King Philip's War and the Origins of American Identity
Author: Jill Lepore
Winner of the Bancroft Prize King Philip's War, the excruciating racial war—colonists against Indians—that erupted in New England in 1675, was, in proportion to population, the bloodiest in American history. Some even argued that the massacres and outrages on both sides were too horrific to "deserve the name of a war." The war's brutality compelled the colonists to defend themselves against accusations that they had become savages. But Jill Lepore makes clear that it was after the war—and because of it—that the boundaries between cultures, hitherto blurred, turned into rigid ones. King Philip's War became one of the most written-about wars in our history, and Lepore argues that the words strengthened and hardened feelings that, in turn, strengthened and hardened the enmity between Indians and Anglos. Telling the story of what may have been the bitterest of American conflicts, and its reverberations over the centuries, Lepore has enabled us to see how the ways in which we remember past events are as important in their effect on our history as were the events themselves. Winner of the the 1998 Ralph Waldo Emerson Award of the Phi Beta Kappa Society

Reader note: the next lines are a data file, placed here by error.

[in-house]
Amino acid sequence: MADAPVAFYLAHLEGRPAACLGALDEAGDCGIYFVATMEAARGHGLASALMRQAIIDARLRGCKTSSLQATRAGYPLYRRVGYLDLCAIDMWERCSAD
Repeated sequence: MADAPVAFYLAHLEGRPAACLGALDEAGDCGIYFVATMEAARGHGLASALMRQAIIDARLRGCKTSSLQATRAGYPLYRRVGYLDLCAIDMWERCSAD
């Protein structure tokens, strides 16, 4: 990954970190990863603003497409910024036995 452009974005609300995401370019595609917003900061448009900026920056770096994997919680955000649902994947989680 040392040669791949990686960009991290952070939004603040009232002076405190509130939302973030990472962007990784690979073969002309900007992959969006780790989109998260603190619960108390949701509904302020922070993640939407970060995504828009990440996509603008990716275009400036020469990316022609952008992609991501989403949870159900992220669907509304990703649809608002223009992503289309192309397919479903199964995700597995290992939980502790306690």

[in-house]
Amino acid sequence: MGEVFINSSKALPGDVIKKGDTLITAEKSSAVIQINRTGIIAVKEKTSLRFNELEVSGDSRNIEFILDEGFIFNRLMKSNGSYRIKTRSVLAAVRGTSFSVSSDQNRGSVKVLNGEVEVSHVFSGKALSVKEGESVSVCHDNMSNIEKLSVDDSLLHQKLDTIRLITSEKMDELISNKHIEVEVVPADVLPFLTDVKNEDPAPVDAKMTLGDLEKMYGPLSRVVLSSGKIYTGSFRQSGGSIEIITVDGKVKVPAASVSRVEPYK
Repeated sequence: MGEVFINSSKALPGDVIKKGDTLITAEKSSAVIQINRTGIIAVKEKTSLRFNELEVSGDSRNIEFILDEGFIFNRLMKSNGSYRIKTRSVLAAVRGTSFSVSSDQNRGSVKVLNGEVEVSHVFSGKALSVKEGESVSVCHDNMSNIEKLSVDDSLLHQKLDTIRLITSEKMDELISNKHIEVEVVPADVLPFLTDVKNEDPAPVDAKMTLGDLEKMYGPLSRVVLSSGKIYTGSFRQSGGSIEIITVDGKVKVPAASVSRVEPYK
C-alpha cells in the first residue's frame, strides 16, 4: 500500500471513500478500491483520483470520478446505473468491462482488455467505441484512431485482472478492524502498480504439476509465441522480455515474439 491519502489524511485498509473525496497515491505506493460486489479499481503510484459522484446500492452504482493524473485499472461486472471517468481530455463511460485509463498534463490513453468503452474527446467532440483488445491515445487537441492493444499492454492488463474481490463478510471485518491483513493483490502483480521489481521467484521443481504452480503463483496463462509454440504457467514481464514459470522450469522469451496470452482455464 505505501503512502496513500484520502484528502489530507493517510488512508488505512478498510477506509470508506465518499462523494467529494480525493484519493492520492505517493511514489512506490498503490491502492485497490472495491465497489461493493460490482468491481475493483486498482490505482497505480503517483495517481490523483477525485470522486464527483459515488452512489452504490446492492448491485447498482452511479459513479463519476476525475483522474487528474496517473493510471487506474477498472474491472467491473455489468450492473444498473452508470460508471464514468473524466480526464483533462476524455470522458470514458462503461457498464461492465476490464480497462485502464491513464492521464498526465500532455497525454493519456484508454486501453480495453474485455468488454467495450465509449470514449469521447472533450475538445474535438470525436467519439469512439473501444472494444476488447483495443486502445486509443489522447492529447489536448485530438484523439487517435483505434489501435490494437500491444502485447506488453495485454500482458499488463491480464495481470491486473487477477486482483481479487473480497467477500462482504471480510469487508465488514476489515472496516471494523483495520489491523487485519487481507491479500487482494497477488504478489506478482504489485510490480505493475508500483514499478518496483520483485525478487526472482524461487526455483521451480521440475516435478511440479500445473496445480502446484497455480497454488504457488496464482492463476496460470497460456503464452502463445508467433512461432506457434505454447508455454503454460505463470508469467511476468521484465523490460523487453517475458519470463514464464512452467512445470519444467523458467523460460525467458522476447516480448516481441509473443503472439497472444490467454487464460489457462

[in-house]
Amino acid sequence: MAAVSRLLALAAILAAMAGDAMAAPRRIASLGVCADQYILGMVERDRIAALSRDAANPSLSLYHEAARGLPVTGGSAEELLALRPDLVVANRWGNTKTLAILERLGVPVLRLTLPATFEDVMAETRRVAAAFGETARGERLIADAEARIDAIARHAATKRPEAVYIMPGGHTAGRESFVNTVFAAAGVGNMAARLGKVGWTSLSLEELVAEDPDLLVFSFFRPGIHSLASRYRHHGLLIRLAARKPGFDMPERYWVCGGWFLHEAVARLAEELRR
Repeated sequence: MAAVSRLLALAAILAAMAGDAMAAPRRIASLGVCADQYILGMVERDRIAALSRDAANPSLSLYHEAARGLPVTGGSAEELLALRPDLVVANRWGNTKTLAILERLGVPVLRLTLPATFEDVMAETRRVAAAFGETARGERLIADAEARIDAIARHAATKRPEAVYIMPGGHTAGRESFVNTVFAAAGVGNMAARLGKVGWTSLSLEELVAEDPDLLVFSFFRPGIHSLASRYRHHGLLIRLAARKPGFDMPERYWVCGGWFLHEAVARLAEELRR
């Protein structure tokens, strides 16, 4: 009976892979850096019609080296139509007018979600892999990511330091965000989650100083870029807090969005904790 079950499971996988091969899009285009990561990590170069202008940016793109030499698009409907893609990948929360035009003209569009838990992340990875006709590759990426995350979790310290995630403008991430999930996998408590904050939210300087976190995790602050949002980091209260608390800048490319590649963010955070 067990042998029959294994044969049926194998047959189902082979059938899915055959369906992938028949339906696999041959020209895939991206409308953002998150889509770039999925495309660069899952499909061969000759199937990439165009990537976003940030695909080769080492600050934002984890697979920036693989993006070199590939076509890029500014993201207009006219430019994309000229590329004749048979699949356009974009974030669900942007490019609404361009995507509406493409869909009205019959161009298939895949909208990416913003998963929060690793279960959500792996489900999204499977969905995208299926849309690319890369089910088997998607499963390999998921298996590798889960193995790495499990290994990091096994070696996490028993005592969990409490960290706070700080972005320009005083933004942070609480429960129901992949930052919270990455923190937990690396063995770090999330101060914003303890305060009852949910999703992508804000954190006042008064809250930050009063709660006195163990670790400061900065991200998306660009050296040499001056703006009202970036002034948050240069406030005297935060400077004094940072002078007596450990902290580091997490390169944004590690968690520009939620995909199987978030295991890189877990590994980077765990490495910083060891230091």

In the spring of 1832, 275 Illinois militiamen under the command of Major Isaiah Stillman were sent on a mission to capture or destroy the infamous Chief Black Hawk, and subdue the warriors that followed him into Illinois to reclaim their homeland. Stillman's expedition earned the title of the "Forlorn Hope," as they found themselves up against superior numbers of warriors with the very real possibility of being completely wiped out. A small contingent of Rangers held their ground and covered the retreat of their fellow militiamen. Many lost their lives, but many others lived to tell the truth about what had really occurred on that day. Red Flag of Defiance is the true and correct story of what occurred and the aftermath of the Battle of Stillman's Run.